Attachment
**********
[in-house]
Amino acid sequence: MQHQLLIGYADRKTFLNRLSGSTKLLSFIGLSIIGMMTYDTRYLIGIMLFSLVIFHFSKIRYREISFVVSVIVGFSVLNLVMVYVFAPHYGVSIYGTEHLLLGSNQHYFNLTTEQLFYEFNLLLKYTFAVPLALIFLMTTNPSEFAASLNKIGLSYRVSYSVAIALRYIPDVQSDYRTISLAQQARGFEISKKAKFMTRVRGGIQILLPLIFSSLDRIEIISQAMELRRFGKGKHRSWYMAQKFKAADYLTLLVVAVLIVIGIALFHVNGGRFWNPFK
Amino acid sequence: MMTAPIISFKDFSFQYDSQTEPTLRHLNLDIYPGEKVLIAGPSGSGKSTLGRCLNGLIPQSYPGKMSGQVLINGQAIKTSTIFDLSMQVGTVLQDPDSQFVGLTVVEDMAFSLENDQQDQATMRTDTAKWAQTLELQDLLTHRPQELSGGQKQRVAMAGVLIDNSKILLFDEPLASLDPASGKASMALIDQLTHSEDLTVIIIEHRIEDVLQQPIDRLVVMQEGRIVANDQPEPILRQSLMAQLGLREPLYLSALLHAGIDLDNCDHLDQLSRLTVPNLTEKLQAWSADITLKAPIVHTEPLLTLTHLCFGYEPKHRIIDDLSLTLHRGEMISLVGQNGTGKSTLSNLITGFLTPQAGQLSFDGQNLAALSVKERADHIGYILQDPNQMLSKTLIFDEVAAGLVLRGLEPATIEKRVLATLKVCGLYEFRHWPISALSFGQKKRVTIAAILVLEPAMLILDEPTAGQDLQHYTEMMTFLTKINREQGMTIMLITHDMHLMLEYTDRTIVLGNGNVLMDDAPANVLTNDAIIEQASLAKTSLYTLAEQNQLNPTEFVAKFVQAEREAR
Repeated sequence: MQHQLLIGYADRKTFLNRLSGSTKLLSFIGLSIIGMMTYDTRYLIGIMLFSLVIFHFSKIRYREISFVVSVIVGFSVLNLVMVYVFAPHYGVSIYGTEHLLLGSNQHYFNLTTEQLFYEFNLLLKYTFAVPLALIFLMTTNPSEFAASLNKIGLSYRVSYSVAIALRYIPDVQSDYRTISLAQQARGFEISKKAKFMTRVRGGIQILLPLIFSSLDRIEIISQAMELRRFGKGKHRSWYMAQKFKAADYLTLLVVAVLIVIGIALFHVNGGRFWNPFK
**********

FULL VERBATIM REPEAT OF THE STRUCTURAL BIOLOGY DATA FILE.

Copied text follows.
[in-house]
Amino acid sequence: MQHQLLIGYADRKTFLNRLSGSTKLLSFIGLSIIGMMTYDTRYLIGIMLFSLVIFHFSKIRYREISFVVSVIVGFSVLNLVMVYVFAPHYGVSIYGTEHLLLGSNQHYFNLTTEQLFYEFNLLLKYTFAVPLALIFLMTTNPSEFAASLNKIGLSYRVSYSVAIALRYIPDVQSDYRTISLAQQARGFEISKKAKFMTRVRGGIQILLPLIFSSLDRIEIISQAMELRRFGKGKHRSWYMAQKFKAADYLTLLVVAVLIVIGIALFHVNGGRFWNPFK
Amino acid sequence: MMTAPIISFKDFSFQYDSQTEPTLRHLNLDIYPGEKVLIAGPSGSGKSTLGRCLNGLIPQSYPGKMSGQVLINGQAIKTSTIFDLSMQVGTVLQDPDSQFVGLTVVEDMAFSLENDQQDQATMRTDTAKWAQTLELQDLLTHRPQELSGGQKQRVAMAGVLIDNSKILLFDEPLASLDPASGKASMALIDQLTHSEDLTVIIIEHRIEDVLQQPIDRLVVMQEGRIVANDQPEPILRQSLMAQLGLREPLYLSALLHAGIDLDNCDHLDQLSRLTVPNLTEKLQAWSADITLKAPIVHTEPLLTLTHLCFGYEPKHRIIDDLSLTLHRGEMISLVGQNGTGKSTLSNLITGFLTPQAGQLSFDGQNLAALSVKERADHIGYILQDPNQMLSKTLIFDEVAAGLVLRGLEPATIEKRVLATLKVCGLYEFRHWPISALSFGQKKRVTIAAILVLEPAMLILDEPTAGQDLQHYTEMMTFLTKINREQGMTIMLITHDMHLMLEYTDRTIVLGNGNVLMDDAPANVLTNDAIIEQASLAKTSLYTLAEQNQLNPTEFVAKFVQAEREAR
Repeated sequence: MQHQLLIGYADRKTFLNRLSGSTKLLSFIGLSIIGMMTYDTRYLIGIMLFSLVIFHFSKIRYREISFVVSVIVGFSVLNLVMVYVFAPHYGVSIYGTEHLLLGSNQHYFNLTTEQLFYEFNLLLKYTFAVPLALIFLMTTNPSEFAASLNKIGLSYRVSYSVAIALRYIPDVQSDYRTISLAQQARGFEISKKAKFMTRVRGGIQILLPLIFSSLDRIEIISQAMELRRFGKGKHRSWYMAQKFKAADYLTLLVVAVLIVIGIALFHVNGGRFWNPFK